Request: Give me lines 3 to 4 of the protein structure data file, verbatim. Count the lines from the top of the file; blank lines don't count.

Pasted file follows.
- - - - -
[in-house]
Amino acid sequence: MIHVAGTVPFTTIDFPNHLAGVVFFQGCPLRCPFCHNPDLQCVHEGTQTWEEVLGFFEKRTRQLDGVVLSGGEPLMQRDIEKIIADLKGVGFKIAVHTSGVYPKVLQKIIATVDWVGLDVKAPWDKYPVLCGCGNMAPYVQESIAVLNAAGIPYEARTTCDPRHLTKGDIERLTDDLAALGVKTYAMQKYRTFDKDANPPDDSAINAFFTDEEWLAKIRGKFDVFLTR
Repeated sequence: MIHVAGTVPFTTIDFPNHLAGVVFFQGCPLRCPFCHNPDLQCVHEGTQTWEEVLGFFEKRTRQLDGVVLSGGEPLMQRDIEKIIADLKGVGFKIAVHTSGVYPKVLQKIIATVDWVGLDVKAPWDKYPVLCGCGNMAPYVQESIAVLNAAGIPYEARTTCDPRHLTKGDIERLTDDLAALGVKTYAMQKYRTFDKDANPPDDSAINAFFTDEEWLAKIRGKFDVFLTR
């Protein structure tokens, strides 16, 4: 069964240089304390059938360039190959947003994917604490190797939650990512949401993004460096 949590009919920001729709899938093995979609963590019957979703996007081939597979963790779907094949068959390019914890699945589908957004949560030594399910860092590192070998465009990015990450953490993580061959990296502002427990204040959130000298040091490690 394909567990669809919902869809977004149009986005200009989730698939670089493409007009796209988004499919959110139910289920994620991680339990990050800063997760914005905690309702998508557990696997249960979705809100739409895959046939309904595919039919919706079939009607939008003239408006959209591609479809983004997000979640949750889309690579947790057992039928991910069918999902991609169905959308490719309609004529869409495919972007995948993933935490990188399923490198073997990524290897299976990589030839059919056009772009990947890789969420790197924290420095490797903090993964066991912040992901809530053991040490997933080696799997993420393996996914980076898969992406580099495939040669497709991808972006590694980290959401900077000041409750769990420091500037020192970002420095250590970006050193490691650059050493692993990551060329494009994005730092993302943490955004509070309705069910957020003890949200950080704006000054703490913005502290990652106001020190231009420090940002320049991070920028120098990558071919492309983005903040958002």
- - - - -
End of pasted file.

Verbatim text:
Repeated sequence: MIHVAGTVPFTTIDFPNHLAGVVFFQGCPLRCPFCHNPDLQCVHEGTQTWEEVLGFFEKRTRQLDGVVLSGGEPLMQRDIEKIIADLKGVGFKIAVHTSGVYPKVLQKIIATVDWVGLDVKAPWDKYPVLCGCGNMAPYVQESIAVLNAAGIPYEARTTCDPRHLTKGDIERLTDDLAALGVKTYAMQKYRTFDKDANPPDDSAINAFFTDEEWLAKIRGKFDVFLTR
């Protein structure tokens, strides 16, 4: 069964240089304390059938360039190959947003994917604490190797939650990512949401993004460096 949590009919920001729709899938093995979609963590019957979703996007081939597979963790779907094949068959390019914890699945589908957004949560030594399910860092590192070998465009990015990450953490993580061959990296502002427990204040959130000298040091490690 394909567990669809919902869809977004149009986005200009989730698939670089493409007009796209988004499919959110139910289920994620991680339990990050800063997760914005905690309702998508557990696997249960979705809100739409895959046939309904595919039919919706079939009607939008003239408006959209591609479809983004997000979640949750889309690579947790057992039928991910069918999902991609169905959308490719309609004529869409495919972007995948993933935490990188399923490198073997990524290897299976990589030839059919056009772009990947890789969420790197924290420095490797903090993964066991912040992901809530053991040490997933080696799997993420393996996914980076898969992406580099495939040669497709991808972006590694980290959401900077000041409750769990420091500037020192970002420095250590970006050193490691650059050493692993990551060329494009994005730092993302943490955004509070309705069910957020003890949200950080704006000054703490913005502290990652106001020190231009420090940002320049991070920028120098990558071919492309983005903040958002």